CANDLES Holocaust Museum announces death of Mickey Kor, founder Eva Kor’s husband

Local News

TERRE HAUTE, Ind. (WTWO/WAWV) — The CANDLES Holocaust Museum and Education Center announced Tuesday the death of Holocaust survivor Michael “Mickey” Kor, husband to museum founder Eva Kor.

According to a news release, Mickey died peacefully on the morning of Oct. 19 in Indianapolis, Ind.

When Eva Mozes Kor opened the CANDLES Holocaust Museum and Education Center in 1995 in Terre Haute, Ind., Mickey stood by her side. CANDLES said he remained by her side when they had to rebuild the museum after the arson attack in 2003.

Mickey volunteered at CANDLES as a docent, always greeting any guests with the “utmost politeness,” and he could often be found in the back of the museum playing the piano. He utilized his passion for sports when sharing his story with visitors, using sports analogies when parts of his story became too hard to tell.

On behalf of the Kor family, CANDLES released the following statement regarding Mickey’s passing:

“Michael “Mickey” Kor, 95, passed away peacefully in his sleep on October 19, 2021, at Witham Memorial Hospital, Extended Care Facility, Lebanon, Indiana. He is survived by his son, Dr. Alex Kor of Carmel, Indiana; daughter, Rina Kor, of Terre Haute, Indiana; nephew Robert of Connecticut; nephews Zori and Avshalom of Israel; niece Miri of Israel and several great-nieces and nephews. He was preceded in death by his wife of 59 years, Eva Mozes Kor, brothers Schliom, Leiba and Soruch, and parents Scholom and Mirka Kor.

Born Rachmiel Kor on Oct. 24, 1925, in Riga, Latvia, Mickey was a loving and devoted husband and father, a meticulous pharmacist, loyal United States Army veteran, an avid supporter of Purdue University basketball and football and a brave survivor of the Holocaust. Over a torturous period of almost four years, Mickey was used as slave labor in at least three Nazi concentration camps. Surviving the Riga Ghetto, KL Kaiserwald, KL Stutthof, and KL Buchenwald, he was liberated by the United States Army’s 250th Engineer’s Combat Battalion in early April 1945 near Magdeburg, Germany, from a death march leaving Buchenwald. He remained with the unit upon his liberation as their “mascot”, teaching himself English by reading Stars and Stripes, and acting as the unit’s unofficial interpreter. In May 1946 with the help of Lt. Col. Andrew Nehf, he immigrated to the United States where he settled in Terre Haute, Indiana. Mickey was granted U.S. Citizenship in 1948, which was something he greatly treasured and considered a precious accomplishment.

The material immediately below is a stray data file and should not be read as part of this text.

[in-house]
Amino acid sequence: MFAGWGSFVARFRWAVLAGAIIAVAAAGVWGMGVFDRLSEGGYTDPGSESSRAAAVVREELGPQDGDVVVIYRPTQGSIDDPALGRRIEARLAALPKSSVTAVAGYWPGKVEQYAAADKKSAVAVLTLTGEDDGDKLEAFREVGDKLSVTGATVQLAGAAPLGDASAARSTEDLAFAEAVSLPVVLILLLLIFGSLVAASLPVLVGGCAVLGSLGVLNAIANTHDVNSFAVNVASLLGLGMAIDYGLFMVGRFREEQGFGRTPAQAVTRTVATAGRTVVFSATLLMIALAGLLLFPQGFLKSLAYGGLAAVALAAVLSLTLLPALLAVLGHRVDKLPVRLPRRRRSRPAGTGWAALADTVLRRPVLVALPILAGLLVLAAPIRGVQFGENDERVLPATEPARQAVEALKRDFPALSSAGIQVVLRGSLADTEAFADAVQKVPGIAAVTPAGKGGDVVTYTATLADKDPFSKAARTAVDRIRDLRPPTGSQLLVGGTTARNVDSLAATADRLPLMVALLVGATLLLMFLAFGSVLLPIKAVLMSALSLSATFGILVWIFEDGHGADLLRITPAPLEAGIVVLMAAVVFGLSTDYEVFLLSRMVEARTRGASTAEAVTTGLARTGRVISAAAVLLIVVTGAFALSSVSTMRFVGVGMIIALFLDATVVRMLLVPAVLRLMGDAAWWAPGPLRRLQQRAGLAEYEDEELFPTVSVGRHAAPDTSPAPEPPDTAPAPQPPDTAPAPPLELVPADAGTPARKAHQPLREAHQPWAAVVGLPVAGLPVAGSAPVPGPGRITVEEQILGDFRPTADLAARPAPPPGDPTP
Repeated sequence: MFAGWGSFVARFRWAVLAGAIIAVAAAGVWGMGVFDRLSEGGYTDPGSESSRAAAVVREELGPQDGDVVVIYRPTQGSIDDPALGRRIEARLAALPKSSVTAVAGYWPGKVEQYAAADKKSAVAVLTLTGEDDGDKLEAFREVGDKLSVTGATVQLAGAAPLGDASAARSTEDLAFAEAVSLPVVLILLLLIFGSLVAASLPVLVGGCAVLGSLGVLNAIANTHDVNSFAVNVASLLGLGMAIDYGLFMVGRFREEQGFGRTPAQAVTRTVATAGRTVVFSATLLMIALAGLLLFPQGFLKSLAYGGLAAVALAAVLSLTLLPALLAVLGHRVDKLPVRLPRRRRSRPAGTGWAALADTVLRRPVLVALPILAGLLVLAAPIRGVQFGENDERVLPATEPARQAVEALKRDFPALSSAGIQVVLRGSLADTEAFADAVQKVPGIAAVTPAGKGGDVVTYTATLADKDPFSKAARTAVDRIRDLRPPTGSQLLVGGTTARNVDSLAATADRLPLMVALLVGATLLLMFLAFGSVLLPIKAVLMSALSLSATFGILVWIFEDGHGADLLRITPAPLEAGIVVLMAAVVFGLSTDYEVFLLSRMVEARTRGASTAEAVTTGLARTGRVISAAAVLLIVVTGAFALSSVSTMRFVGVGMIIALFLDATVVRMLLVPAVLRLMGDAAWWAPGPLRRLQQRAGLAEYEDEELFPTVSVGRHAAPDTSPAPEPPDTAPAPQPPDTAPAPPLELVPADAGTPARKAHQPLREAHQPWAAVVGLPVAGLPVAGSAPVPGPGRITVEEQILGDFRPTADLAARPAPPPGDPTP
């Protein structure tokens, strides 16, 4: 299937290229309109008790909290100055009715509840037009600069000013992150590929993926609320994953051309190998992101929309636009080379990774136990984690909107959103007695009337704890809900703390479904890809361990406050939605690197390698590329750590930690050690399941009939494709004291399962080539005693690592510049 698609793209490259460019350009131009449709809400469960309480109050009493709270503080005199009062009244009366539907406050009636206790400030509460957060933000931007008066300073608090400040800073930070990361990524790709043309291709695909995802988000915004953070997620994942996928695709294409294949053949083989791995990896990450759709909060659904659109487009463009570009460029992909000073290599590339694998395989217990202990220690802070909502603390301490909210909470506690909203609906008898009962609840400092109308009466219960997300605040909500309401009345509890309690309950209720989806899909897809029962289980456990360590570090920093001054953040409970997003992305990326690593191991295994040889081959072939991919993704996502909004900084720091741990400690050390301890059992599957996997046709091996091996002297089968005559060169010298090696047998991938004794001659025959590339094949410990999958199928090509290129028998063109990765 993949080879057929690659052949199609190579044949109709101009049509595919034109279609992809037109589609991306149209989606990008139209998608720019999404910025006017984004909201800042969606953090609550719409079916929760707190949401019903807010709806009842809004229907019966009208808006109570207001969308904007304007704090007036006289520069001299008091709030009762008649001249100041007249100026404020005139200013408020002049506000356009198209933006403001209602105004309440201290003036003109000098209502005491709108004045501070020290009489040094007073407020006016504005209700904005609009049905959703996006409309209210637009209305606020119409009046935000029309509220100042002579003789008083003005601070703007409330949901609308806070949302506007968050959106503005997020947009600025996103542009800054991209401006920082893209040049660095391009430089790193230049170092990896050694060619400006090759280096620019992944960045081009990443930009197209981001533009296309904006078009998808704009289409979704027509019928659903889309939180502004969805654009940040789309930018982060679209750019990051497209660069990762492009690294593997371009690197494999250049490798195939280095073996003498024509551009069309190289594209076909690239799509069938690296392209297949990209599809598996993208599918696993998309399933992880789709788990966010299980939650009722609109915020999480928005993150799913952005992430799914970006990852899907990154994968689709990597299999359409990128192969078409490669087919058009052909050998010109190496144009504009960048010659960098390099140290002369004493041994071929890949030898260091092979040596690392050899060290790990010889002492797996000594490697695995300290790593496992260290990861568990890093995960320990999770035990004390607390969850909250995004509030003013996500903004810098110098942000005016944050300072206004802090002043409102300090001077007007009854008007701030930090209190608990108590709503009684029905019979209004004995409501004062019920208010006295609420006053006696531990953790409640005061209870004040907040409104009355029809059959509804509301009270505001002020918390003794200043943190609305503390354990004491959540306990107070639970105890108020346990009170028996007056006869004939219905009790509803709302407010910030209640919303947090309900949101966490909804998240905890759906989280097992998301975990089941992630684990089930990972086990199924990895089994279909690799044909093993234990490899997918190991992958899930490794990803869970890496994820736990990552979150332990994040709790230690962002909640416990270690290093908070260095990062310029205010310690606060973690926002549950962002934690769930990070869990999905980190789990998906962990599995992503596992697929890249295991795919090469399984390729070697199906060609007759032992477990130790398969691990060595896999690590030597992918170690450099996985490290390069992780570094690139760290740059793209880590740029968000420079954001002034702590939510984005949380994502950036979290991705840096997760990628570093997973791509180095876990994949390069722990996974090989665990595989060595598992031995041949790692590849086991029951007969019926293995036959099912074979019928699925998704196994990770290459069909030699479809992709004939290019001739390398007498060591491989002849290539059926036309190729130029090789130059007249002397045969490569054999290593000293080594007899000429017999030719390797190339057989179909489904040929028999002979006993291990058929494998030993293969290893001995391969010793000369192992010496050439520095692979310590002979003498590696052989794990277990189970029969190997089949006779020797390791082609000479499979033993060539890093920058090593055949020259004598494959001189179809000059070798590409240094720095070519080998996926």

He finished his high school education at State High School and then attended Indiana Teacher’s College before graduating from the Purdue University School of Pharmacy in 1952. Mickey served in the United States Army from Sept. 14, 1952 – Aug. 28, 1954, as a military pharmacist, stationed in Osaka, Japan. He often stated that he was full of pride and gratitude as a former concentration camp prisoner who was “allowed” to serve as a corporal for the same U.S. Army that liberated him.

After leaving the Army, he worked for AP&S Pharmacy, Hook’s Drugstore and retired from CVS Pharmacy in 1995. Mickey was a docent and twice weekly lecturer for CANDLES Holocaust Museum and Education Center until 2016, and a 64-year member of Humboldt Masonic Lodge #42 in Terre Haute, Indiana. He was a familiar and beloved face at Purdue home basketball and football games and enjoyed following and discussing politics, writing letters to the editor, watching sports, playing the piano and singing along with Dean Martin. He is often remembered as the man who whistled while he walked at The Meadows.”

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